Carbon Storage in German Coastal Seas – Stability, Vulnerability and Perspectives for Manageability

Sulfurization of DOM as a mechanism for Carbon Storage by formation of recalcitrant dissolved organic matter (RDOM)

Dissolved organic matter (DOM) is the largest organic carbon pool in the marine environment exceeding the amount of carbon stored in the entire land biomass on earth. Refractory DOM (RDOM) in the ocean resists degradation for several hundred to thousands of years. Previous research suggested that abiotic sulfurization of DOM may increase the stability of (R)DOM. Additional sources of oceanic dissolved organic sulfur (DOS) are the production by organisms and anthropogenic input by rivers. Sulfur is abiotically incorporated into DOM under sulfidic conditions (Pohlabeln et al., 2017) in the water column and sediments (Gomez-Saez et al., 2021; Seidel et al., 2014; 2017).

In the CARBOSTORE project, we combine large-scale sampling campaigns in the Baltic and North Seas to reveal the main export pathways of sulfurized DOM. Furthermore, DOS fluxes will be determined in the German Bight combining sampling campaigns in the backbarrier tidal flats, rivers, and at the time series station at Spiekeroog Island. Laboratory incubation experiments will be used to assess the stability of DOS under various conditions. We will use quantitative chemical data and combine them with molecular proxies to track the sources and fate of sulfurized DOM in the ocean by using Fourier-transform ion cyclotron mass spectrometry (FT-ICR-MS). The experimental transformation and degradation rates will then be included in biogeochemical models.

With our research, we aim to answer (I) how the benthic sulfur cycle affects DOM sulfurization and the formation and stability of RDOM in the context of carbon storage and (II) how the export of RDOM into the North Atlantic and its exchange between the Baltic and North Seas will change in a warmer climate at elevated sea level. Our results will help evaluate the carbon sequestration potential of abiotic sulfurization in the Baltic and North Seas.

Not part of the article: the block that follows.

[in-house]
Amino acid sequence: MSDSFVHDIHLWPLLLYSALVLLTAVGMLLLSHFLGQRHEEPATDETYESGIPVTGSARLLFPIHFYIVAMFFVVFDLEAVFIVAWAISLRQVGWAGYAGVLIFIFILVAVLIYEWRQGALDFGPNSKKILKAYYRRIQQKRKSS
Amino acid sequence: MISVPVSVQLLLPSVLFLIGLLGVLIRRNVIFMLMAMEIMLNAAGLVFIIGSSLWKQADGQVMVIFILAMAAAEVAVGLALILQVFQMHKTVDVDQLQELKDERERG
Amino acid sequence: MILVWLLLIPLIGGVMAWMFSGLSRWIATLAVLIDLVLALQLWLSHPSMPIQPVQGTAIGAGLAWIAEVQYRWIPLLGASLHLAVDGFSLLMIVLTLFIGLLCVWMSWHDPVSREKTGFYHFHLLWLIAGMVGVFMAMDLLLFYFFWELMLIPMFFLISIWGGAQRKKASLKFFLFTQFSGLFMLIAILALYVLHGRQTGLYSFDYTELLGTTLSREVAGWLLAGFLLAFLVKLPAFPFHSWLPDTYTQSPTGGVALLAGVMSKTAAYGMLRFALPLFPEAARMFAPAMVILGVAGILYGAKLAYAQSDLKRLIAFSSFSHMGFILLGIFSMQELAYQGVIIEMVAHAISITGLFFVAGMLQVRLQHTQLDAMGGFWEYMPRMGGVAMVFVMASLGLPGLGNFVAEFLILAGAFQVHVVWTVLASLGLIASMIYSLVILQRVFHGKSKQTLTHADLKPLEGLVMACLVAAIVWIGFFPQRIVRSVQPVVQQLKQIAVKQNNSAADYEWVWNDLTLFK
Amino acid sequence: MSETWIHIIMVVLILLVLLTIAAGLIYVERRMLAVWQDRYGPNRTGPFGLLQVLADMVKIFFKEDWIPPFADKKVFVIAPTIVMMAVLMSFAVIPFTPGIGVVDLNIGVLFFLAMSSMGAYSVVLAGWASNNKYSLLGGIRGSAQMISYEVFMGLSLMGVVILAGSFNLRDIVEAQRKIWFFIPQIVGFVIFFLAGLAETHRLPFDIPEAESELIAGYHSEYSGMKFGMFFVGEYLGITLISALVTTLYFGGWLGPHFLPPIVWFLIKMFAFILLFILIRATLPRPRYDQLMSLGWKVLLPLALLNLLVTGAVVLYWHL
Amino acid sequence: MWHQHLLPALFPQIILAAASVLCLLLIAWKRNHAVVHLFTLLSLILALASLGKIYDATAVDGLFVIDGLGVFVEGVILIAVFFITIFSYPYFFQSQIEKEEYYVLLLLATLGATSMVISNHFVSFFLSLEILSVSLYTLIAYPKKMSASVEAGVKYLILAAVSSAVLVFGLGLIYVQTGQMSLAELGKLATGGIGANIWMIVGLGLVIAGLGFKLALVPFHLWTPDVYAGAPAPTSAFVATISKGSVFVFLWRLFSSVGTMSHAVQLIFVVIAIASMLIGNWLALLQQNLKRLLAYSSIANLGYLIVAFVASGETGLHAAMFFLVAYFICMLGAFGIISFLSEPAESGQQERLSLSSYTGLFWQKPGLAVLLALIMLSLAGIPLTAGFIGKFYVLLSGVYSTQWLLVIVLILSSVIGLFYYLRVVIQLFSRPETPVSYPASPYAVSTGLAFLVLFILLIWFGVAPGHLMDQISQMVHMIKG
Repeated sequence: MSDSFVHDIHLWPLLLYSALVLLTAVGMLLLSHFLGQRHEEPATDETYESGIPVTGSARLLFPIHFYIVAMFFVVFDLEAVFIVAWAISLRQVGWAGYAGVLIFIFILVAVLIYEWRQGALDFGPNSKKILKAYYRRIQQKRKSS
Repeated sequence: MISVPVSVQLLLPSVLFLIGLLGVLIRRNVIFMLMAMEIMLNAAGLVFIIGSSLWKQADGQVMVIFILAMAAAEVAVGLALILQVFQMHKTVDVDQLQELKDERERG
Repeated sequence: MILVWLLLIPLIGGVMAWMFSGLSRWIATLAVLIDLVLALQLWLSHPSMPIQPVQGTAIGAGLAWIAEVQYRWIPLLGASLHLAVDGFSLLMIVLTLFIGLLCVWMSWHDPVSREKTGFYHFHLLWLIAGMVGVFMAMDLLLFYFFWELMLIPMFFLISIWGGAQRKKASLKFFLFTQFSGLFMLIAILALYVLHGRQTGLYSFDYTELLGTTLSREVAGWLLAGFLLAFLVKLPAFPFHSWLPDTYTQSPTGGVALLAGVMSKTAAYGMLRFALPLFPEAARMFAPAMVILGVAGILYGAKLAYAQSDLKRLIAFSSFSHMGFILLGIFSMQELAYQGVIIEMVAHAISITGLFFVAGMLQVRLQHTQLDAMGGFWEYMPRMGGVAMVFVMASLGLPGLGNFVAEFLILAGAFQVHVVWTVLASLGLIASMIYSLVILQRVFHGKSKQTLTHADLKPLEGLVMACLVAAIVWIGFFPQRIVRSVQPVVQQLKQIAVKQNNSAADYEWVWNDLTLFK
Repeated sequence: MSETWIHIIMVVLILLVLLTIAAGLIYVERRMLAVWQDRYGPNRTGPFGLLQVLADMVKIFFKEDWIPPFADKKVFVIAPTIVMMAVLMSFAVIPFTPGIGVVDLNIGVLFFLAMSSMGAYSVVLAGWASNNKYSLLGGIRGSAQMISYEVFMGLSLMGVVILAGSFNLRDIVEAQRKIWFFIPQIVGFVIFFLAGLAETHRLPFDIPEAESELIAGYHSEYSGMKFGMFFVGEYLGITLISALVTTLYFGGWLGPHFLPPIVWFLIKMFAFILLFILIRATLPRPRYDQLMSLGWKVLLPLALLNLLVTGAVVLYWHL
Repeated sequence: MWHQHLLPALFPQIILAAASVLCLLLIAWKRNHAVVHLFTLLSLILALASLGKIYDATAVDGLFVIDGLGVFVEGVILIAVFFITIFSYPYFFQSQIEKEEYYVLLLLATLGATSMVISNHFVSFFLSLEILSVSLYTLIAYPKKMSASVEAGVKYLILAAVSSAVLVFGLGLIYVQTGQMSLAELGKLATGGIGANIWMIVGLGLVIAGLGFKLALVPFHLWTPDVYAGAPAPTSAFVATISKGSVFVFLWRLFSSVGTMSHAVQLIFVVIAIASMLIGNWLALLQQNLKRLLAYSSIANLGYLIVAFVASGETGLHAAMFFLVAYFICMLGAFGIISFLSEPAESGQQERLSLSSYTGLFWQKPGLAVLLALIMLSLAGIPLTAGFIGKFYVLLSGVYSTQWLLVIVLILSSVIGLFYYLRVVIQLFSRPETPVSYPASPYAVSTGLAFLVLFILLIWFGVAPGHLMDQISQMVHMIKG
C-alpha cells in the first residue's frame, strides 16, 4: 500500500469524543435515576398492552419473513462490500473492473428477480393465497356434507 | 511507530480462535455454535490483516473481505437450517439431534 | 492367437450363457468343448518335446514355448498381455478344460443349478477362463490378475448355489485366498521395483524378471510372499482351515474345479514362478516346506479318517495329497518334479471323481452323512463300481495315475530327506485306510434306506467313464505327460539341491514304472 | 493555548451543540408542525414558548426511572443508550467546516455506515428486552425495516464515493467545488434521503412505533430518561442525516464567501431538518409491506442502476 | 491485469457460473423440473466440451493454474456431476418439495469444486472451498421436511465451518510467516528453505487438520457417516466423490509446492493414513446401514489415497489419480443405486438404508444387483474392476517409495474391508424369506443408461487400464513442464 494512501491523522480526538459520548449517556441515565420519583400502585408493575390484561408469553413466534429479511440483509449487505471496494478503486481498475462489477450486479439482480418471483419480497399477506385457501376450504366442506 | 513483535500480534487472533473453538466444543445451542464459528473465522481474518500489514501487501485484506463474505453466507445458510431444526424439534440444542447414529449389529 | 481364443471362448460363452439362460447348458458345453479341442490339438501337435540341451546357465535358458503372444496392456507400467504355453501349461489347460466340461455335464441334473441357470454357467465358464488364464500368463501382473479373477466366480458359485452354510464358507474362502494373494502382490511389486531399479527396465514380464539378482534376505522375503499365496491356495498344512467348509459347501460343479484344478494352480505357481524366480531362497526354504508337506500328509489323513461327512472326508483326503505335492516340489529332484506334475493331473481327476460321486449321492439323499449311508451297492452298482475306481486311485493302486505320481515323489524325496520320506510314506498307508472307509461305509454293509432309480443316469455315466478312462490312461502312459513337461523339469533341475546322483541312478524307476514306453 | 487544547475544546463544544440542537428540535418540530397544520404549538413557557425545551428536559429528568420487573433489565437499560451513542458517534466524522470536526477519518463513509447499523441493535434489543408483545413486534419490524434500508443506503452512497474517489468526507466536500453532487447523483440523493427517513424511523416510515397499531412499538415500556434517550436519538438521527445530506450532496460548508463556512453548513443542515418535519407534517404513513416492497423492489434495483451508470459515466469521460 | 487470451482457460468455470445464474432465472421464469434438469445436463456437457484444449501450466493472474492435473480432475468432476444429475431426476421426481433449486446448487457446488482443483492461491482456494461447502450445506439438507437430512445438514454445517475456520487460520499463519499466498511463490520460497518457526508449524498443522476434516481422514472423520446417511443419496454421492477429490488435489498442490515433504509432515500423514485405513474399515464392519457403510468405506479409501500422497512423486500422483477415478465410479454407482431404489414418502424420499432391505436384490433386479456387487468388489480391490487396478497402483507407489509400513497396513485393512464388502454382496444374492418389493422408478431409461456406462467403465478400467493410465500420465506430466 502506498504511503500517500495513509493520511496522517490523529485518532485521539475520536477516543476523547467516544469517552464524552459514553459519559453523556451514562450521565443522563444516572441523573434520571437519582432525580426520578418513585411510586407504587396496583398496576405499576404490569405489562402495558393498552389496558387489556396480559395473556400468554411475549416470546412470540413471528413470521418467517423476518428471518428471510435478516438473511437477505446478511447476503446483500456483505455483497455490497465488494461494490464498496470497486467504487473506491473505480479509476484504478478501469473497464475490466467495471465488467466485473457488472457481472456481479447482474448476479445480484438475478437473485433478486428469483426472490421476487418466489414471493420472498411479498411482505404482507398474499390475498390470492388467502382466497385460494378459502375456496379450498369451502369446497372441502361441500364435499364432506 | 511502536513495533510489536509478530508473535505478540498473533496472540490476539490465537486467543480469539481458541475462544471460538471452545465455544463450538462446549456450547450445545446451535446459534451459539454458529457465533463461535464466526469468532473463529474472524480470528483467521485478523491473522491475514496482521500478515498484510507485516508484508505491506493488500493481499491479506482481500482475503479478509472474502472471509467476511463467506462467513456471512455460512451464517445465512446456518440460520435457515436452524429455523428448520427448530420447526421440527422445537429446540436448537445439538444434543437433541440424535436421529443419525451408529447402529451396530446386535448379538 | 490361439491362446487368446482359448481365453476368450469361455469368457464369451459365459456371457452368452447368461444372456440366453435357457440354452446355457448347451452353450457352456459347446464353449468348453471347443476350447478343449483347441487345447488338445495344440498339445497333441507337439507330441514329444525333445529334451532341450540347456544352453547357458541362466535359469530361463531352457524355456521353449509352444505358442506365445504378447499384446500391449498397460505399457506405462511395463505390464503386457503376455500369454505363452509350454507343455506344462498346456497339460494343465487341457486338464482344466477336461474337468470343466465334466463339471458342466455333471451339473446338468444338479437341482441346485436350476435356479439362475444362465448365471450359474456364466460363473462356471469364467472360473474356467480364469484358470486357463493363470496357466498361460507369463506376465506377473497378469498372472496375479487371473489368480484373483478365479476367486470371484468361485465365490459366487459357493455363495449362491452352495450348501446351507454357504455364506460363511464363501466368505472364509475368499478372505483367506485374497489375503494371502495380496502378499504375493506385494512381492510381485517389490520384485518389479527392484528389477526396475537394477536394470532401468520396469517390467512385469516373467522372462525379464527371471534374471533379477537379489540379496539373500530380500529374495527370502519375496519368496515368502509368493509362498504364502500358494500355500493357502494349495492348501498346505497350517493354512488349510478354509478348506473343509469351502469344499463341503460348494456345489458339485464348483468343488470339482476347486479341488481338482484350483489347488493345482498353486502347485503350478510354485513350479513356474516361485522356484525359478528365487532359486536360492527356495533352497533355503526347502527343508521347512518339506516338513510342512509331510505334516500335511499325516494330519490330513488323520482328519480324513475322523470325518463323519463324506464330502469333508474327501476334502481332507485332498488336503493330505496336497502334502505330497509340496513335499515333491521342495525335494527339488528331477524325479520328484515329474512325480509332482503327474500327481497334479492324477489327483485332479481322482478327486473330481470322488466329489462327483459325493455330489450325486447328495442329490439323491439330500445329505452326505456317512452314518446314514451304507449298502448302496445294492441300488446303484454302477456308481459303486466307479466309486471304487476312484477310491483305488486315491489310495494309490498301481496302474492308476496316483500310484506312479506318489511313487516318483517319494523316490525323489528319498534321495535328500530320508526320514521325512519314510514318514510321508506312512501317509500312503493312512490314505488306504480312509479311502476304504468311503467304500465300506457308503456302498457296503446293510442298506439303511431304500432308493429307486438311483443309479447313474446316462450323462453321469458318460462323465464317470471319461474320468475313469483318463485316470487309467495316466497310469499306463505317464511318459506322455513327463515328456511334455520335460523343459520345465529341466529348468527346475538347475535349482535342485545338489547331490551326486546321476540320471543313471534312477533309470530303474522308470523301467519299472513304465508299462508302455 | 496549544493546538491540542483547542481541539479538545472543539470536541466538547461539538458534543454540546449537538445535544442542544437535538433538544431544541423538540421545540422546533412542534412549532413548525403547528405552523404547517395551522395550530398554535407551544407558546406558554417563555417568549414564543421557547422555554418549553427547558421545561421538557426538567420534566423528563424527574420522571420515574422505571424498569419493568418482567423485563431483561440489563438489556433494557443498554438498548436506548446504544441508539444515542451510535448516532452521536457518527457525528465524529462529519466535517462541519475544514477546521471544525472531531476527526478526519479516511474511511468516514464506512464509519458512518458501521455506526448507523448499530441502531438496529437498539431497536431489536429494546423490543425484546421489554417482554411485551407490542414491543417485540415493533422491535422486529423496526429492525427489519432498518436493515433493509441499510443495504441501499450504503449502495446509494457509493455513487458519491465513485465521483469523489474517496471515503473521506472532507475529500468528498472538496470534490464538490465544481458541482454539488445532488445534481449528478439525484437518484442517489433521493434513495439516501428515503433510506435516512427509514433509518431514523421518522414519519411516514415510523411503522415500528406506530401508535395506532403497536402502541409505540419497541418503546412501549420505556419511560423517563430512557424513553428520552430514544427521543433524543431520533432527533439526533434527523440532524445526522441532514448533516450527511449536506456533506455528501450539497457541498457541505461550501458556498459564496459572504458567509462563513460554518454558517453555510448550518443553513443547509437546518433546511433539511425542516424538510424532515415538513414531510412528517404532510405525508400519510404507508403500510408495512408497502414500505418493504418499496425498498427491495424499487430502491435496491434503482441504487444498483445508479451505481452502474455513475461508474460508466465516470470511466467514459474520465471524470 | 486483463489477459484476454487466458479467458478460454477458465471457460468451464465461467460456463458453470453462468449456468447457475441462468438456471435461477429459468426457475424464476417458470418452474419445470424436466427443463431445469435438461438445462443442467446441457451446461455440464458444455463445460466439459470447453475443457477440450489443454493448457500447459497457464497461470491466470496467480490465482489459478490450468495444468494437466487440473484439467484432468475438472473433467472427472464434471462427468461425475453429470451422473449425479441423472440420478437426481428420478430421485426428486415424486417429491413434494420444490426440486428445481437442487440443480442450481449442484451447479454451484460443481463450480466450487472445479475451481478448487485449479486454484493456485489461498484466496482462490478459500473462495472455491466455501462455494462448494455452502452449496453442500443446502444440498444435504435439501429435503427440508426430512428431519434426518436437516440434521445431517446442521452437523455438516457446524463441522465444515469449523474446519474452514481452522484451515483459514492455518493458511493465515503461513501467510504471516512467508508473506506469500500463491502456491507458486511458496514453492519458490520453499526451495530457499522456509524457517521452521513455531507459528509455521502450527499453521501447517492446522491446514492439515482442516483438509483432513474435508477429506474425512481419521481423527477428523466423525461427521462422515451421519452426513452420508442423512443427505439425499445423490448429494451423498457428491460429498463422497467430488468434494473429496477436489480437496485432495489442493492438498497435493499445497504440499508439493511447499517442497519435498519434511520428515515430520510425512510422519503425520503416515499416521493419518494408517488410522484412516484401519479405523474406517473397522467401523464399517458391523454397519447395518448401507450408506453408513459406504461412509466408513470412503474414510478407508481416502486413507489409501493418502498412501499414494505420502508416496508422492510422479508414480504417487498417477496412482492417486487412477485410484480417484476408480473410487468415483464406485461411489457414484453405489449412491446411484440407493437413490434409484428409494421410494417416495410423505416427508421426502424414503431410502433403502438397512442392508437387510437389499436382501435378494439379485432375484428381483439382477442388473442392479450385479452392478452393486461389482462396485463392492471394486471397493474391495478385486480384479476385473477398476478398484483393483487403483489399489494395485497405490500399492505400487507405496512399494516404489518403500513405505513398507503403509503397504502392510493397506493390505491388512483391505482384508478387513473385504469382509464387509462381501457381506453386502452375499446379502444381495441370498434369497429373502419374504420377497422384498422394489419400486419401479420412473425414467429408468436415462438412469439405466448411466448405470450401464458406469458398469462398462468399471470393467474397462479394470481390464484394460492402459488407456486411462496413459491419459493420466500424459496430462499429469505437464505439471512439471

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MARE:N des BMBF zur Meeres- und Polarforschung im Förderbereich „Ozeane unter Stress“

List of people involved:

Dr. Michael Seidel

Prof. Dr. Thorsten Dittmar

Wiebke Freund

Dr. Thomas Badewien

Dr. Karsten Lettmann

Prof. Dr. Jörg-Olaf Wolff

Ramez Mohammadi

Andrea Lübben

External Collaborators:

Helmholtz-Zentrum Hereon, Institut für Kohlenstoff-Kreisläufe

GERICS Climate Service Center Germany

Leibniz-Institut für Ostseeforschung Warnemünde - IOW

Nds. Landesbetrieb für Wasserwirtschaft, Küsten- und Naturschutz - NLWKN

Walther-Schücking-Institut für Internationales Recht (WSI), Christian-Albrechts-Universität zu Kiel

Institut für Meereskunde (ifM), Universität Hamburg


Gomez-Saez, G.V., Dittmar, T., Holtappels, M., Pohlabeln, A.M., Lichtschlag, A., Schnetger, B., Boetius, A., Niggemann, J. (2021) Sulfurization of dissolved organic matter in the anoxic water column of the Black Sea. Science Advances, 7: eabf6199.

Pohlabeln, A. M., Gomez-Saez, G. V., Noriega-Ortega, B. E. & Dittmar, T. Experimental evidence for abiotic sulfurization of marine dissolved organic matter. Front. Mar. Sci. 4, 1–11 (2017).

Seidel, M., Beck, M., Riedel, T., Waska, H., Suryaputra, IGNA, Schnetger, B., Niggemann, J., Simon, M., Dittmar, T. (2014) Biogeochemistry of dissolved organic matter in an anoxic intertidal creek bank. Geochim. Cosmochim. Acta, 140: 418-434.

Seidel, M., Manecki, M., Herlemann, DPR, Deutsch, B., Schulz-Bull, D., Jürgens, K., Dittmar, T. (2017) Composition and transformation of dissolved organic matter in the Baltic Sea. Front. Earth Sci., 5: doi: 10.3389/feart.2017.00031.

(Changed: 14 Jun 2022)